Schoolhouse Crock

A town in Northern South Dakota (not Southern North Dakota as some have reported) has reached a point of stability in determining their curriculum. Naturally, the school board, the librarians, and the teachers have input, but then the various syllabi are reviewed by the PTA, the School Resource (Police) Officers, and the Student Council. Input is then sought from the pastors of the larger churches representing every major faith as well as influential agnostics and atheists. Finally, the leaders of the major political parties provide their viewpoint. After such thorough vetting, no one has any objections.

The outcome is that during homeroom, attendance is taken and announcements made. The rest of the morning is taken up with recess (primary and middle school) or study hall (high school). There is a break for lunch, after which recess/study hall continues.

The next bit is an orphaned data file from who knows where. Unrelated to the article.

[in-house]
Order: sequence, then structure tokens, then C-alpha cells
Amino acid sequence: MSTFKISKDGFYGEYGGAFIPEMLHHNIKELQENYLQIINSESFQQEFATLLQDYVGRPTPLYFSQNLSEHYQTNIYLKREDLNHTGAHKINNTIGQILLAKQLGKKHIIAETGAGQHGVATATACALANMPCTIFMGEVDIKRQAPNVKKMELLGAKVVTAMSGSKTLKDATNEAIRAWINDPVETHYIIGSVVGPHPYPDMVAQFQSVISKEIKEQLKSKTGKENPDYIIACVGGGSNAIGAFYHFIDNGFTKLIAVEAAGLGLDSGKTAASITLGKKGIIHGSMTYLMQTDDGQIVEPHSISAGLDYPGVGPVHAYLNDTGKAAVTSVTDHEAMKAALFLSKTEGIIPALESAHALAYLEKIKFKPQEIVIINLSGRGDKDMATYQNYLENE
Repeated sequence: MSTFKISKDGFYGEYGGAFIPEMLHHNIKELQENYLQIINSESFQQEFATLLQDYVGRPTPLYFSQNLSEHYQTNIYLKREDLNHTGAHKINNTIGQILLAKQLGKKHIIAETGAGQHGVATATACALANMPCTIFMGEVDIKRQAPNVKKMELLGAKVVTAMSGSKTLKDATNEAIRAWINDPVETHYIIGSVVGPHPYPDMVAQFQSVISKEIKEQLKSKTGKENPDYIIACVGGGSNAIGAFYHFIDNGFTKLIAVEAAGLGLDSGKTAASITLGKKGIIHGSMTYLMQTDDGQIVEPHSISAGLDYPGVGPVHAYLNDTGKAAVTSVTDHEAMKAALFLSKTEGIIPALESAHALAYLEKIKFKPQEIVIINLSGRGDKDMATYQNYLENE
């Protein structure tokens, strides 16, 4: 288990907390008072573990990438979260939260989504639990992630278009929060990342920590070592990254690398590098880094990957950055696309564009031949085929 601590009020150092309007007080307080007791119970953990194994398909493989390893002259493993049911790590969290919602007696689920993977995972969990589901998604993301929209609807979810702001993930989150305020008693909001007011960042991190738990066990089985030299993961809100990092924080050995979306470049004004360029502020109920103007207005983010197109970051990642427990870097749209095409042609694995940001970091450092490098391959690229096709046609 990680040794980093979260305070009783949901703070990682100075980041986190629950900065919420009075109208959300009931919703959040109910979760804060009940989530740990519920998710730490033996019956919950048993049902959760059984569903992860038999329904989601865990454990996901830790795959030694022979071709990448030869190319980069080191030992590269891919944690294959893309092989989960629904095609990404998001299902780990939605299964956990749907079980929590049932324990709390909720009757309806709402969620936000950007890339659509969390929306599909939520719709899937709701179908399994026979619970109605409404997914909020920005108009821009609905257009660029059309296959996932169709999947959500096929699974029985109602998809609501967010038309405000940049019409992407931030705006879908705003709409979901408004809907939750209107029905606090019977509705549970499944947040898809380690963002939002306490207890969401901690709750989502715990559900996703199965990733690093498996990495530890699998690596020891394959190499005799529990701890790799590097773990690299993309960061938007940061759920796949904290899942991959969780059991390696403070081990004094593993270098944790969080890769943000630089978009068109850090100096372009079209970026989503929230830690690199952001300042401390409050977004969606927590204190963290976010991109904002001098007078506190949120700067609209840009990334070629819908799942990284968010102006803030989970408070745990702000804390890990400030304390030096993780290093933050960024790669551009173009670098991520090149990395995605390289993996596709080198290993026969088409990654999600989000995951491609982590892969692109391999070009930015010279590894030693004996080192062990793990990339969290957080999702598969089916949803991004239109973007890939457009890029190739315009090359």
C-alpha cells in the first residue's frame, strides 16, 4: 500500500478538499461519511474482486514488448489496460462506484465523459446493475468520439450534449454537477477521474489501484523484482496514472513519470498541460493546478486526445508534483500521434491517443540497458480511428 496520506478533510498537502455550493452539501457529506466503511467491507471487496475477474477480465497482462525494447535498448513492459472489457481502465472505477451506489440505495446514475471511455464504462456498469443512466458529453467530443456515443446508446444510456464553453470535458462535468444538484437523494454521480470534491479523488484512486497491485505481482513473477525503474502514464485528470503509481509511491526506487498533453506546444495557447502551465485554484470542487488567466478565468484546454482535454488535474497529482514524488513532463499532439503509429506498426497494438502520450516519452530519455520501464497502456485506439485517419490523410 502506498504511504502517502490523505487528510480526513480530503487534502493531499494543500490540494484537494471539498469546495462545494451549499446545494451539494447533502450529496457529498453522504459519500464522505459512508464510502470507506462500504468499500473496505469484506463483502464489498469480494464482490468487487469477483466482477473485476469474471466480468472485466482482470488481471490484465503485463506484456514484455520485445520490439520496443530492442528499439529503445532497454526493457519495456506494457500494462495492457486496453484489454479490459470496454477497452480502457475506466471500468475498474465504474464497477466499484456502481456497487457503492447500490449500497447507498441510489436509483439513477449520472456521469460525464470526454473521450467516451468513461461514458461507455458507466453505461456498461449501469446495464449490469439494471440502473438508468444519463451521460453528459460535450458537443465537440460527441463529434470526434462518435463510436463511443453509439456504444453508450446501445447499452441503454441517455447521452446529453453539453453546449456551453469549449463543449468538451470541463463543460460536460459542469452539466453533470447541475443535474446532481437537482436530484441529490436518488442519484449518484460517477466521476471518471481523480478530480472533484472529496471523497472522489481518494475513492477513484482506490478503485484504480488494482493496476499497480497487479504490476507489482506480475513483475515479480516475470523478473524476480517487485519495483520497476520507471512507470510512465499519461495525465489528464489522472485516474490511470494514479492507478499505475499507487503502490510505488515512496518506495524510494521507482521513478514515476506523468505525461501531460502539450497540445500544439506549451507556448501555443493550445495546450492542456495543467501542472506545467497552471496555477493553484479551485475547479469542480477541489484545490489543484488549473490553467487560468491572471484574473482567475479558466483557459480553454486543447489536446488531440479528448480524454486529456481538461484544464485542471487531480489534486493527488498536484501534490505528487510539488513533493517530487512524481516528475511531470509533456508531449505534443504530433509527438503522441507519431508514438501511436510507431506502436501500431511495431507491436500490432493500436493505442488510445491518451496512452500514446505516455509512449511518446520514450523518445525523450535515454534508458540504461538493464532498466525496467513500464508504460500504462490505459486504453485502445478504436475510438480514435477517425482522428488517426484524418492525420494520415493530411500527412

Given that this area is rural and primarily agricultural, only a few malcontents who want to go to college have complained, but they gather in underground “study cells.” Since these study cells are after school hours and outside of school property, nothing can be done to prevent it. Town leaders have promised to follow every possible lead to shut these down.

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